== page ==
One of the most vital feedback systems that has been embedded in musicians for centuries is that of physical response. In the same way that auditory information is available and used throughout a performance, a musician will continuously reassess their playing by making use of not only their specialised sensorimotor skills, but also the tangible feedback that is relayed to them through the body of the instrument. This paper discusses approaches to the development of an augmented instrument, namely the hybrid piano, which focuses on the notion of performance as perceptually guided action. While the acoustic component of the sound energy of the augmented instrument is created within the real-world interactions between hammers, resonating strings, and the soundboard, the digital sonic events cannot be located in a similar palpable source. By exploring notions of multimodality and haptic feedback, the ongoing processes of human action and perception within instrumental performance can be maintained for the player, whilst arguably, also enhancing the experience for the listener.
Sean Williams has been awarded funding by the DAAD for three months research in Germany in 2012 on the electronic instruments and sound projection equipment used by the Stockhausen Ensemble from 1964 to 1975.
It was fantastic to spend a full week at the Elektron Music Studion in Södermalm, Stockholm. Mats Lindström is the director. I worked in Studio 4 with the Buchla 200 system. A few more pictures here. This was followed by a live radio broadcast of kontroll on Swedish radio station P2 available here. The show is called Monitor, produced by Erik Mikael Karlsson and Lisa Wall, and plays a great range of new music and sound art. Erik and Mats have both performed at Soundings in Edinburgh years ago. It would be great to see them back in Edinburgh again!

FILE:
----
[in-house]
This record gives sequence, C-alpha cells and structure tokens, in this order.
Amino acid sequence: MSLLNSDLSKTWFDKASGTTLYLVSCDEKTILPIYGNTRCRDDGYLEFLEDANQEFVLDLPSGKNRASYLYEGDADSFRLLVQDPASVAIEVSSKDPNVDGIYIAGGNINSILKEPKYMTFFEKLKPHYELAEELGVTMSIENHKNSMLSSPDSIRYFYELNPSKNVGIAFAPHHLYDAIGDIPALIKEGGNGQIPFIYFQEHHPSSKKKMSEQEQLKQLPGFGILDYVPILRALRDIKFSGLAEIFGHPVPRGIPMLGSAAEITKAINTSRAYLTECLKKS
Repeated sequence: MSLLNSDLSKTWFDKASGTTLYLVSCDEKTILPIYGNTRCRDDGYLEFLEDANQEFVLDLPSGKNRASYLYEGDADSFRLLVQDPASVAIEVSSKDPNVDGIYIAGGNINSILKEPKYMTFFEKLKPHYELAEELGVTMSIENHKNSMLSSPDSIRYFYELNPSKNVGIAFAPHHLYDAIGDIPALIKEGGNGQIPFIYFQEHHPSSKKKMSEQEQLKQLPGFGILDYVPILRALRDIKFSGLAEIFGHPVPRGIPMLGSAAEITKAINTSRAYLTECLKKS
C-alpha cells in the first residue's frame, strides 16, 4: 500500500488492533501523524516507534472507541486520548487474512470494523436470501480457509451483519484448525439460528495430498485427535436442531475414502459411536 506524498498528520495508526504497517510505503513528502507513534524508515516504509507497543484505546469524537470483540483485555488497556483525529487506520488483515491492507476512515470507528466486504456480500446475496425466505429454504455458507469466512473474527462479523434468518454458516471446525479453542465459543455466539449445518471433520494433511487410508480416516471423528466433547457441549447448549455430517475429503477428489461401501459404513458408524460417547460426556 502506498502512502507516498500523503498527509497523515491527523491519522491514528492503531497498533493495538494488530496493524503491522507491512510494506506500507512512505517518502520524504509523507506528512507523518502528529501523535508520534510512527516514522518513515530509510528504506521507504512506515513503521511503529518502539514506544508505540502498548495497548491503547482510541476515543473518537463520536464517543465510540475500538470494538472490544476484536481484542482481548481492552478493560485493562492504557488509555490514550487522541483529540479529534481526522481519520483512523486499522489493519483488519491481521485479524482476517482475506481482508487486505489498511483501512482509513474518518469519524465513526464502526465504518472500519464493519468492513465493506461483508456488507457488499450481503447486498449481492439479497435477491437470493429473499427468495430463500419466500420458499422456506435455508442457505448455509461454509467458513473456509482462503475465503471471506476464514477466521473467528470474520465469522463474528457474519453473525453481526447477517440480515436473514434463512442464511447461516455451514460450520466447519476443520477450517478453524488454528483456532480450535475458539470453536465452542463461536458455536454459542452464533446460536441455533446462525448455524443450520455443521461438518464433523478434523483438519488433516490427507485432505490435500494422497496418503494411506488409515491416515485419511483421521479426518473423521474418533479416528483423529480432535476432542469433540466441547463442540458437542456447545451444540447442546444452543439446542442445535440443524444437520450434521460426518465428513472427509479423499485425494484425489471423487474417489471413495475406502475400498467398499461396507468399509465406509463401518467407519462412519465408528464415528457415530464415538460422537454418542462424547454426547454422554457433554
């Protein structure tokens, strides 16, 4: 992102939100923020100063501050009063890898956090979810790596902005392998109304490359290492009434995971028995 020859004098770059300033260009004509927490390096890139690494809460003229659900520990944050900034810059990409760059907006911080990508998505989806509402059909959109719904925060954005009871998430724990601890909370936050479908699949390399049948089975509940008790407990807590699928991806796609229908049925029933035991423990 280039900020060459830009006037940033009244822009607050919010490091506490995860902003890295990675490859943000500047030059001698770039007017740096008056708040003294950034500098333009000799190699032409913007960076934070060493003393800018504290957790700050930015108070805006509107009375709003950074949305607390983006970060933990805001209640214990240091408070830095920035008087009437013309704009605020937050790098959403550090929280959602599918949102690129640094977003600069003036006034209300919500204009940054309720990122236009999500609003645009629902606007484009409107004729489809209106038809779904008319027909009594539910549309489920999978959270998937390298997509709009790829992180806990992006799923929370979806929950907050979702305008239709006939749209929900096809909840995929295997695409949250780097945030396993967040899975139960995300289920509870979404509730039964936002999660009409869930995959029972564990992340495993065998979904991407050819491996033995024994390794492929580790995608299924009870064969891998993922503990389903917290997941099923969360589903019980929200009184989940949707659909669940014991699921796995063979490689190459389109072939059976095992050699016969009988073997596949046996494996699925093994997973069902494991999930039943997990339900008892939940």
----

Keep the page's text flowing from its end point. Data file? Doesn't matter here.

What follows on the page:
It’s with great pleasure that I share with you this piece.
Over the last month I had an inspiring, in-depth conversation with artist and fellow Pd developer Ben Bogart, and this is the result.
Tags: MAM, creativity, machine imagination, innovation+open source, techno-cultural methodology, awareness+ubiquitous computing, tech distribution,
Thanks Ben, Greg @VT.
[image: Output from Dreaming Machine #1 | Ben Bogart]
I played a similar set-up to the previous session, where I had the laptop mic going through an assemblage of gates, granulators and distortion to give me a (theoretically) responsive percussive interface, and a vanilla synth patch (from Live) with some heavy filtering. No samples at all.
Dave, does something similar, although he has a greater arsenal of effects-racks that he’s put together, and has slimmed his set up from normal so that the trigger-finger is now his main interface (normally he has a knob-box as well).
Sean was doing mysterious things with the modular synths, and getting grief from them.
Lauren had meant to join us, but was under the cosh with a deadline.
We tackled page 3 this time round, and felt pretty please with ourselves that reading the notation was becoming easy. Due to the small room, and weird spatial mechanics, we all found it hard to sit so we could see each other adequately, which served to emphasise the extent to which we rely on visual cues to make this work.
For some reason, a lot of the bits of that page I ended up allotted with involve fairly minimal coordination, that is, a lot of bits where I can start and stop as I please. I found it much more difficult with those bits to stay involved; although it might seem like these bits would provide some relief, its harder not to just end up splurting out without adequete sympathy for the other players (although this was exacerbated by the stupid place I’d sat myself).
(Originally posted by Owen Green)